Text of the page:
rely on your discretion. You have been present at this inquiry, thanks
to my excessive kindness toward the Press, and it would be making me an
He interrupted himself, as though an idea had struck him, looked at the
two young men, one after the other, and, going up to the first, asked:
"What paper do you represent, sir?"
"The Journal de Rouen."
"Have you your credentials?"
The card was in order. There was no more to be said. M. Filleul turned
to the other reporter:
"And you, sir?"
"Yes, you: what paper do you belong to?"
"Why, Monsieur le Juge d'Instruction, I write for a number of
papers--all over the place--"
"I haven't any."
"Oh! How is that?"
"For a newspaper to give you a card, you have to be on its regular
"Well, I am only an occasional contributor, a free-lance. I send
articles to this newspaper and that. They are published or declined
according to circumstances."
"In that case, what is your name? Where are your papers?"
"My name would tell you nothing. As for papers, I have none."
"You have no paper of any kind to prove your profession!"
"I have no profession."
"But look here, sir," cried the magistrate, with a certain asperity,
"you can't expect to preserve your incognito after introducing yourself
here by a trick and surprising the secrets of the police!"
"I beg to remark, Monsieur le Juge d'Instruction, that you asked me
nothing when I came in, and that therefore I had nothing to say.
Besides, it never struck me that your inquiry was secret, when
everybody was admitted--including even one of the criminals!"
He spoke softly, in a tone of infinite politeness. He was quite a young
man, very tall, very slender and dressed without the least attempt at
fashion, in a jacket and trousers both too small for him. He had a pink
face like a girl's, a broad forehead topped with close-cropped hair,
and a scrubby and ill-trimmed fair beard. His bright eyes gleamed with
intelligence. He seemed not in the least embarrassed and wore a
pleasant smile, free from any shade of banter.
M. Filleul looked at him with an aggressive air of distrust. The two
gendarmes came forward. The young man exclaimed, gaily:
"Monsieur le Juge d'Instruction, you clearly suspect me of being an
accomplice. But, if that were so, would I not have slipped away at the
right moment, following the example of my fellow-criminal?"
"You might have hoped--"
"Any hope would have been absurd. A moment's reflection, Monsieur le
Juge d'Instruction, will make you agree with me that, logically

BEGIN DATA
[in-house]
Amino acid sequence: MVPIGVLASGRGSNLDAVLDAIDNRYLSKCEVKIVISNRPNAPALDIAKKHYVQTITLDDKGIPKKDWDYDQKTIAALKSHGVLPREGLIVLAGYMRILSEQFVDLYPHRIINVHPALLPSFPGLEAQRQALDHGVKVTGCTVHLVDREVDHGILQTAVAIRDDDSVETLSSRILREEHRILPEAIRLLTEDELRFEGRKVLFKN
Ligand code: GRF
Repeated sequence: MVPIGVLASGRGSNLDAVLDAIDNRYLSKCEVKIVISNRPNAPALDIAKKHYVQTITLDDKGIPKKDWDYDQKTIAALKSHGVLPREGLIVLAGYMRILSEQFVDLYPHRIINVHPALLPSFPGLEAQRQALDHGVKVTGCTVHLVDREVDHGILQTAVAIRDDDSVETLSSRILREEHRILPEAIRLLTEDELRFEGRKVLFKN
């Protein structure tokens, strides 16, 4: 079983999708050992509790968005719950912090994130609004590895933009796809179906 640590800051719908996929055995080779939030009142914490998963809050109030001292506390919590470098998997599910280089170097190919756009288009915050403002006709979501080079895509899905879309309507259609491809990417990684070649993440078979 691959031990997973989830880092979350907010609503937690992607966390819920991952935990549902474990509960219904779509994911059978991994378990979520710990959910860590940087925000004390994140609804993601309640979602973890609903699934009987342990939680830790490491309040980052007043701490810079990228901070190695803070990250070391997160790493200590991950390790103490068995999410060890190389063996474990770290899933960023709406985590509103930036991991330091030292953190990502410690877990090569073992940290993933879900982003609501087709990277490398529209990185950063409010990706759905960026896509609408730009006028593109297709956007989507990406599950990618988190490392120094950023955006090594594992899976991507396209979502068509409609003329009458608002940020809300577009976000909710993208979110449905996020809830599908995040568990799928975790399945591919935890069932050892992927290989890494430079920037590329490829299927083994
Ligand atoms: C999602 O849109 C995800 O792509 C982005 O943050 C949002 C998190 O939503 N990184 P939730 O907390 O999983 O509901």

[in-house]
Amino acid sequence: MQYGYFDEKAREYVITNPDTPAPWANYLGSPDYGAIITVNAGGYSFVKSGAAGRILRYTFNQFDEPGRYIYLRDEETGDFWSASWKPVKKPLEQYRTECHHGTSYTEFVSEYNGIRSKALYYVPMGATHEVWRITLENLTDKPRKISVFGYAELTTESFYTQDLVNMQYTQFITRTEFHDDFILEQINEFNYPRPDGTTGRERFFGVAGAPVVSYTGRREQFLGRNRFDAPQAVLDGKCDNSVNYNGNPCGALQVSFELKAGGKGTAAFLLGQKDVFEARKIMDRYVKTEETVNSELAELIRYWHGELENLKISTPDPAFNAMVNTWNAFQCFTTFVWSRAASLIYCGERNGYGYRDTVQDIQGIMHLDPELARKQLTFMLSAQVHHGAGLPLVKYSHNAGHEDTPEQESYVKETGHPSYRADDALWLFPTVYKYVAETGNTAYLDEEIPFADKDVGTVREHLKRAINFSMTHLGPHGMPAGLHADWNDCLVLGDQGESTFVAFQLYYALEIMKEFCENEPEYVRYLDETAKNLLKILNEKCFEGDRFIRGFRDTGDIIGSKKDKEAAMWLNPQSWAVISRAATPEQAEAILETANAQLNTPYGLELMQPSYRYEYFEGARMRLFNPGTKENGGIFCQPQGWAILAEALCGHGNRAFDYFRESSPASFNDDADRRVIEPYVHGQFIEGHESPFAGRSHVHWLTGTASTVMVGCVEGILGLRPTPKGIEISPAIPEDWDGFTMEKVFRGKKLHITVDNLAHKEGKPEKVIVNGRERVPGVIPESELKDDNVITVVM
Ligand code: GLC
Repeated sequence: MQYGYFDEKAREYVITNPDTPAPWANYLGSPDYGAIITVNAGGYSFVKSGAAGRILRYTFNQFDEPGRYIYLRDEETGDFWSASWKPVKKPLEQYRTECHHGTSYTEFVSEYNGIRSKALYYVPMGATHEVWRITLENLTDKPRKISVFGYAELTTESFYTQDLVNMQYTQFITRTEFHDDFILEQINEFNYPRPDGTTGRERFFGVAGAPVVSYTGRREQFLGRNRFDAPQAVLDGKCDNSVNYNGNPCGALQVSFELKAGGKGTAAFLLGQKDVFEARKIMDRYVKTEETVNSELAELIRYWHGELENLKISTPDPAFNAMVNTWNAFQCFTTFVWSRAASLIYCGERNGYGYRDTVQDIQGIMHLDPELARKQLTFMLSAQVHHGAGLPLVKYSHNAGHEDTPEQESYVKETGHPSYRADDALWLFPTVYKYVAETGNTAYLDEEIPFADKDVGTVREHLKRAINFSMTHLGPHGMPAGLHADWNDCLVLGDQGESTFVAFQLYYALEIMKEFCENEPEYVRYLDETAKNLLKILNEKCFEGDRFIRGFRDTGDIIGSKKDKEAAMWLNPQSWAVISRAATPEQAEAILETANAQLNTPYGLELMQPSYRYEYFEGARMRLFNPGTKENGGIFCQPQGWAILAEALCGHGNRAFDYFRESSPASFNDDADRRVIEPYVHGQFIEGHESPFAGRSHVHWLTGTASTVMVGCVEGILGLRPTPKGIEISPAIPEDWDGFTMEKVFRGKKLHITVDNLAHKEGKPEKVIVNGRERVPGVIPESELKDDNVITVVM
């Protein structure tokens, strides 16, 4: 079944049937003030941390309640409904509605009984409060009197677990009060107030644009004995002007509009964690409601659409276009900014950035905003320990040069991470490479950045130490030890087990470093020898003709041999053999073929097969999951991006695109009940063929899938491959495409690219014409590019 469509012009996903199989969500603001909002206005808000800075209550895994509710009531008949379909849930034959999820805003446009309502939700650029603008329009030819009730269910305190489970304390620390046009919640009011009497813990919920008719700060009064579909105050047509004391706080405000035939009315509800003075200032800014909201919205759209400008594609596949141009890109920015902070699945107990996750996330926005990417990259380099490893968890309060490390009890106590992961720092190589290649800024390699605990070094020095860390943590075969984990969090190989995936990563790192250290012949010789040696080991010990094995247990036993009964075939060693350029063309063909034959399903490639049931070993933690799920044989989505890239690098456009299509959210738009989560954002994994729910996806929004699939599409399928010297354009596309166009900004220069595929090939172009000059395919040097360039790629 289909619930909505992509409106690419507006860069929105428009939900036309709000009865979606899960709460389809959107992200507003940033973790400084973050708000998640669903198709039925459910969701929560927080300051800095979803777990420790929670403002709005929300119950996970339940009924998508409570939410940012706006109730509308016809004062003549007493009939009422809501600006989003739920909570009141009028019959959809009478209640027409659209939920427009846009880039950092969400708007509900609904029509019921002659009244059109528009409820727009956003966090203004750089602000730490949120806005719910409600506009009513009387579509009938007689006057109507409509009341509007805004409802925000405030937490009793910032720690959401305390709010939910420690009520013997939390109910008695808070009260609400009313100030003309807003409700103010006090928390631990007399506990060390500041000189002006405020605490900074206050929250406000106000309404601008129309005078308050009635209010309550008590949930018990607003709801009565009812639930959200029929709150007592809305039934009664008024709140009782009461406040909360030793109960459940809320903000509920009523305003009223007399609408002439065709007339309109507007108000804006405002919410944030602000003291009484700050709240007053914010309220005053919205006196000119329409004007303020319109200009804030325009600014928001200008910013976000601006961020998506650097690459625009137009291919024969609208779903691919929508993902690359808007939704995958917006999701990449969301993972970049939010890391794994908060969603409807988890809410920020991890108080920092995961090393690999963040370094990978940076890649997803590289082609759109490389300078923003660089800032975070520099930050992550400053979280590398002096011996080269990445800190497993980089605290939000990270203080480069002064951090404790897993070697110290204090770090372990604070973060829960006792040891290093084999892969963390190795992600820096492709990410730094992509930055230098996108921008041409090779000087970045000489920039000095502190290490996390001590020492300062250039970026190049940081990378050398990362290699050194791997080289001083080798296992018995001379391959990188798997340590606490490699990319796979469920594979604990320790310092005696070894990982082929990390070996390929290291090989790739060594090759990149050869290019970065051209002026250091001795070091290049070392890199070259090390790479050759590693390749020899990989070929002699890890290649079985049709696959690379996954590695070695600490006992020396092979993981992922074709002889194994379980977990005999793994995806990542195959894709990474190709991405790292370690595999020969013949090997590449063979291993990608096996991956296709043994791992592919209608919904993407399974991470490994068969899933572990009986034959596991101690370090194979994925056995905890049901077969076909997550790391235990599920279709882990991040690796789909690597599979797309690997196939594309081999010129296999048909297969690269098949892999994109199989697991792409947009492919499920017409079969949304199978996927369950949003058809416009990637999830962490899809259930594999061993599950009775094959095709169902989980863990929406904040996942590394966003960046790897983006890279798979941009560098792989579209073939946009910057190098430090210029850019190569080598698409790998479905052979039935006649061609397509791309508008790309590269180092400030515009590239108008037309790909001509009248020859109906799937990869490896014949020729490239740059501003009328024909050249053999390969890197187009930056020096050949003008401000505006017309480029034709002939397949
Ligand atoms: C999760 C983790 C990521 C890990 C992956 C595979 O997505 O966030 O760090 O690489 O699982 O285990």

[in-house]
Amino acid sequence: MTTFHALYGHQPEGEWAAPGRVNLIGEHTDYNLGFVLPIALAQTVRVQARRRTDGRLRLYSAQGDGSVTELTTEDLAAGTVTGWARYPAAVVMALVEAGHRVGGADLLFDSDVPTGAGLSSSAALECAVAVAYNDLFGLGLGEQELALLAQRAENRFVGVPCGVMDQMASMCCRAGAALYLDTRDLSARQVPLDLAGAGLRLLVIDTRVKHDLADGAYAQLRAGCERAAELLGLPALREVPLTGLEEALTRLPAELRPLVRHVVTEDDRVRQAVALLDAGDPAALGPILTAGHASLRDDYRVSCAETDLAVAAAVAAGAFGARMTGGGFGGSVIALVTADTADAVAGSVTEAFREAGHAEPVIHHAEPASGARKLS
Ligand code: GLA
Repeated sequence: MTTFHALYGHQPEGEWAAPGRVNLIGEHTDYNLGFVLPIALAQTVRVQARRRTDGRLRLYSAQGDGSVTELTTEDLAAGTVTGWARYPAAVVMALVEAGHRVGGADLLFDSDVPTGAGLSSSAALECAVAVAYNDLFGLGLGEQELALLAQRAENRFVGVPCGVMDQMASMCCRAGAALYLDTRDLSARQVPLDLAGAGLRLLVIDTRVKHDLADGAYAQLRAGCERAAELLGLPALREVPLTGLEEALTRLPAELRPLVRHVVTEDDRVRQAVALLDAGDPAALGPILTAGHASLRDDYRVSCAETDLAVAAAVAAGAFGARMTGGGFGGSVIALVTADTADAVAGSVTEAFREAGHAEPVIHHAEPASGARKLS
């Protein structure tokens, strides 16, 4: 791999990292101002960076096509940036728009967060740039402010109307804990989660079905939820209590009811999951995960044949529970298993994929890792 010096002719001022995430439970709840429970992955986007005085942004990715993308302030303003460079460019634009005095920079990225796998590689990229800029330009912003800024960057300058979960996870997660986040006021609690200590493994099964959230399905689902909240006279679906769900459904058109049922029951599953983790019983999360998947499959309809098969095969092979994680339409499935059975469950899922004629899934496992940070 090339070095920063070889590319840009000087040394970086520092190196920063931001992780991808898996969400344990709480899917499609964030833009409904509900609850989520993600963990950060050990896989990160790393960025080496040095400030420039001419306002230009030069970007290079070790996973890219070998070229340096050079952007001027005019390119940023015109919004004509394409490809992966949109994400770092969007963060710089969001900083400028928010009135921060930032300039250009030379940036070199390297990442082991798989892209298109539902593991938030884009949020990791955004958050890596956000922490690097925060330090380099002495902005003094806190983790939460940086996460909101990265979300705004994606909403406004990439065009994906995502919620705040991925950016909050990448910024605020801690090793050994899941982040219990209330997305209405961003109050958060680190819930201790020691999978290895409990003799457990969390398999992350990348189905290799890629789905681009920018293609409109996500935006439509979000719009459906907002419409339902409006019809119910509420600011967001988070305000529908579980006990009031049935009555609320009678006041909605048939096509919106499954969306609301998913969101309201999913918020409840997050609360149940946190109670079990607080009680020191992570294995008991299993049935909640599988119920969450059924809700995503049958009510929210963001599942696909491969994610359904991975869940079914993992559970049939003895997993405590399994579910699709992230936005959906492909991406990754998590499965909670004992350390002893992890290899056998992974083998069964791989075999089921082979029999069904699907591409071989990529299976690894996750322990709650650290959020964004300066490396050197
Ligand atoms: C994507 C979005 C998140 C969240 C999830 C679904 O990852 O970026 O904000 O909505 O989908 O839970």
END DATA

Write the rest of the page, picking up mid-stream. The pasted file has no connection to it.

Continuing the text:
M. Filleul looked him straight in the eyes and said, sharply:
"No more jokes! Your name?"
"Sixth-form pupil at the Lycee Janson-de-Sailly."
M. Filleul opened a pair of startled eyes.
"What are you talking about? Sixth-form pupil--"
"At the Lycee Janson, Rue de la Pompe, number--"
"Oh, look here," exclaimed M. Filleul, "you're trying to take me in!
This won't do, you know; a joke can go too far!"
"I must say, Monsieur le Juge d'Instruction, that your astonishment
surprises me. What is there to prevent my being a sixth-form pupil at
the Lycee Janson? My beard, perhaps? Set your mind at ease: my beard is
Isidore Beautrelet pulled off the few curls that adorned his chin, and
his beardless face appeared still younger and pinker, a genuine
schoolboy's face. And, with a laugh like a child's, revealing his white
"Are you convinced now?" he asked. "Do you want more proofs? Here, you
can read the address on these letters from my father: 'To Monsieur
Isidore Beautrelet, Indoor Pupil, Lycee Janson-de-Sailly.'"
Convinced or not, M. Filleul did not look as if he liked the story. He
"What are you doing here?"
"Why--I'm--I'm improving my mind."
"There are schools for that: yours, for instance."
"You forget, Monsieur le Juge d'Instruction, that this is the
twenty-third of April and that we are in the middle of the Easter
"Well, I have every right to spend my holidays as I please."
"My father lives at the other end of the country, in Savoy, and he
himself advised me to take a little trip on the North Coast."
"With a false beard?"
"Oh, no! That's my own idea. At school, we talk a great deal about
mysterious adventures; we read detective stories, in which people
disguise themselves; we imagine any amount of terrible and intricate
cases. So I thought I would amuse myself; and I put on this false
beard. Besides, I enjoyed the advantage of being taken seriously and I
pretended to be a Paris reporter. That is how, last night, after an